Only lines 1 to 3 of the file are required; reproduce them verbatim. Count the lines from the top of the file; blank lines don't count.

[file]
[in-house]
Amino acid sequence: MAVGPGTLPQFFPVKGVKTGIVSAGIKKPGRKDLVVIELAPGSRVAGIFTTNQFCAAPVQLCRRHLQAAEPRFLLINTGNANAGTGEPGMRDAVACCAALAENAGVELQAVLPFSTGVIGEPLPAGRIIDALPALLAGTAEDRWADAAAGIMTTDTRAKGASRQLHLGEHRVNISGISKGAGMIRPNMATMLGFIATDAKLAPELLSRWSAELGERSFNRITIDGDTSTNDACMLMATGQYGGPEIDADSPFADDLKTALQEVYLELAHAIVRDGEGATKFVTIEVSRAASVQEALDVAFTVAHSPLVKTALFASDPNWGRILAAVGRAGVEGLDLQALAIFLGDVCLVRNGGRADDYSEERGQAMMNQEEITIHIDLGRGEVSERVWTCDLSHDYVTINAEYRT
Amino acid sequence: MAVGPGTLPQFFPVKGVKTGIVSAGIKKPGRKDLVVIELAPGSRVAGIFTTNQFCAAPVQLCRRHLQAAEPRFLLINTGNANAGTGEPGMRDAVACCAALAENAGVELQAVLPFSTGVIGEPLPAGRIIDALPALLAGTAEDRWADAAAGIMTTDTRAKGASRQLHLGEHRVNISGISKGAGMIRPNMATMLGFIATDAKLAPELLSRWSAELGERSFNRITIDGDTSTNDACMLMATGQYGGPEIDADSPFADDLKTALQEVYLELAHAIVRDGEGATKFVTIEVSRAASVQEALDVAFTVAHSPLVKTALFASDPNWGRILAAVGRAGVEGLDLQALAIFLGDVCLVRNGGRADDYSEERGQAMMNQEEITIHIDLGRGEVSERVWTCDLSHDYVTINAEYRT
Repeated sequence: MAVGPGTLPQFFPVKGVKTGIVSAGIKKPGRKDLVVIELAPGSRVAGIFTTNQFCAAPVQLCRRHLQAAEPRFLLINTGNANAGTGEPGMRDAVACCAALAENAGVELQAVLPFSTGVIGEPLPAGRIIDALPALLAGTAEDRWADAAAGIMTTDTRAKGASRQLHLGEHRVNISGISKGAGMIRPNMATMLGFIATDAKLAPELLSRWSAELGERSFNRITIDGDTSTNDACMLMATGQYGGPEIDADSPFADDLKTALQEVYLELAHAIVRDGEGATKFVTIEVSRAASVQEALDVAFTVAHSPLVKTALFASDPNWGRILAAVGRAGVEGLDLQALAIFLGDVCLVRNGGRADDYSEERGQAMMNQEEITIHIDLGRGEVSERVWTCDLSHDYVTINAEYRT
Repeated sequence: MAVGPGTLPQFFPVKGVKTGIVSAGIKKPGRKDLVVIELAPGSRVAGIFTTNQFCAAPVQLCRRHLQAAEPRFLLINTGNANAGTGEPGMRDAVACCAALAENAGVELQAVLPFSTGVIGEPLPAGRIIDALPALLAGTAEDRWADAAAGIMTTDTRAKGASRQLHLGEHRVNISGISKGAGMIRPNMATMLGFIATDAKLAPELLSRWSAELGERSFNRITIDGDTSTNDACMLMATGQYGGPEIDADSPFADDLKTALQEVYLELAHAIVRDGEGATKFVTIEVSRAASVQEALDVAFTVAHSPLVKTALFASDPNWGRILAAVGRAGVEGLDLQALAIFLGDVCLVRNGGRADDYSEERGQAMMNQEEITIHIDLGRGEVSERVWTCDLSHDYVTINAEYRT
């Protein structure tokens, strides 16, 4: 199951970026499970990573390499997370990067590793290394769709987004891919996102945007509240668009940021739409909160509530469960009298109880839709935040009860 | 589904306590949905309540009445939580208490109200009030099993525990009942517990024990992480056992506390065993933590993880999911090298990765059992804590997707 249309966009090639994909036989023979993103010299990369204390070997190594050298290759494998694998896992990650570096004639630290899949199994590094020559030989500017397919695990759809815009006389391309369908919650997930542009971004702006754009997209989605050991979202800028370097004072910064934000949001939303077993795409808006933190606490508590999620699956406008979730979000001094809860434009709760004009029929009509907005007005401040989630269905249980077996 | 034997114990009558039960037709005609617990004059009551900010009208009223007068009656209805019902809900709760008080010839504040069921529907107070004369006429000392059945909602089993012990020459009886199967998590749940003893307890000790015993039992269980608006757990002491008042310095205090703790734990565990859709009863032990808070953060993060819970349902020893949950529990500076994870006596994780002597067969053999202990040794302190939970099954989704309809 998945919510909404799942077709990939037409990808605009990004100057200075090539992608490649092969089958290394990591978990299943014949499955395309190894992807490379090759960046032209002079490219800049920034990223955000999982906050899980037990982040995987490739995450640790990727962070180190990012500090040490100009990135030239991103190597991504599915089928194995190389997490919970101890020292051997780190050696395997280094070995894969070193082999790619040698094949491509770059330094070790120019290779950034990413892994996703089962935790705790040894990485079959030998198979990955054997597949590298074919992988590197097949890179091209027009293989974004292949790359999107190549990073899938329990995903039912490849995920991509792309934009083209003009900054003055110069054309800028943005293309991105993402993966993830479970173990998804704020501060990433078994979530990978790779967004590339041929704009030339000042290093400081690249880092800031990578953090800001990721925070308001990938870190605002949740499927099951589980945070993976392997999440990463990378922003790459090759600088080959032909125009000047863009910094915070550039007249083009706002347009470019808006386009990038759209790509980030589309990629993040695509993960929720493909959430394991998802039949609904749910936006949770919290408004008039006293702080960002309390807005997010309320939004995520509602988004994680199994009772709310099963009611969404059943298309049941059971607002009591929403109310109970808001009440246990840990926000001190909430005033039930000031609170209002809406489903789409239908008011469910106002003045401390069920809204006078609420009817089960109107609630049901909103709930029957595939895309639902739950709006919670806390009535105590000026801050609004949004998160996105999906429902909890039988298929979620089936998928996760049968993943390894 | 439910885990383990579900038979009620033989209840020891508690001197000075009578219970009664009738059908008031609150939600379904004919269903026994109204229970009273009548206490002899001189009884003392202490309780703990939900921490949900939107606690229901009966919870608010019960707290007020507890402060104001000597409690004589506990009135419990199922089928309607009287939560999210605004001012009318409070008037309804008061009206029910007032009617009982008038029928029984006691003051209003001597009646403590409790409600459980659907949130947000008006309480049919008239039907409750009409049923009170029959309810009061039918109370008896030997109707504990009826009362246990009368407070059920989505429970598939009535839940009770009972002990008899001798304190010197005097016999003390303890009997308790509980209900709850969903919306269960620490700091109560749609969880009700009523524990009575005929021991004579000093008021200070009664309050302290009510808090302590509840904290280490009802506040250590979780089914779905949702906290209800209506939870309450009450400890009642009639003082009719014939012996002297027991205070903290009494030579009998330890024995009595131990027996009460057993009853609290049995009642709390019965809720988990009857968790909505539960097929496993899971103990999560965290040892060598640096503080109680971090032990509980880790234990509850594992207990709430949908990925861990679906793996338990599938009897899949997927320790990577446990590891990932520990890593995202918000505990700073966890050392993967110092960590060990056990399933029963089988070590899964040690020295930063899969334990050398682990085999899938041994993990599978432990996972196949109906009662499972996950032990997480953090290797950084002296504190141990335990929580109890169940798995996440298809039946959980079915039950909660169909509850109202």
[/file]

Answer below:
[in-house]
Amino acid sequence: MAVGPGTLPQFFPVKGVKTGIVSAGIKKPGRKDLVVIELAPGSRVAGIFTTNQFCAAPVQLCRRHLQAAEPRFLLINTGNANAGTGEPGMRDAVACCAALAENAGVELQAVLPFSTGVIGEPLPAGRIIDALPALLAGTAEDRWADAAAGIMTTDTRAKGASRQLHLGEHRVNISGISKGAGMIRPNMATMLGFIATDAKLAPELLSRWSAELGERSFNRITIDGDTSTNDACMLMATGQYGGPEIDADSPFADDLKTALQEVYLELAHAIVRDGEGATKFVTIEVSRAASVQEALDVAFTVAHSPLVKTALFASDPNWGRILAAVGRAGVEGLDLQALAIFLGDVCLVRNGGRADDYSEERGQAMMNQEEITIHIDLGRGEVSERVWTCDLSHDYVTINAEYRT
Amino acid sequence: MAVGPGTLPQFFPVKGVKTGIVSAGIKKPGRKDLVVIELAPGSRVAGIFTTNQFCAAPVQLCRRHLQAAEPRFLLINTGNANAGTGEPGMRDAVACCAALAENAGVELQAVLPFSTGVIGEPLPAGRIIDALPALLAGTAEDRWADAAAGIMTTDTRAKGASRQLHLGEHRVNISGISKGAGMIRPNMATMLGFIATDAKLAPELLSRWSAELGERSFNRITIDGDTSTNDACMLMATGQYGGPEIDADSPFADDLKTALQEVYLELAHAIVRDGEGATKFVTIEVSRAASVQEALDVAFTVAHSPLVKTALFASDPNWGRILAAVGRAGVEGLDLQALAIFLGDVCLVRNGGRADDYSEERGQAMMNQEEITIHIDLGRGEVSERVWTCDLSHDYVTINAEYRT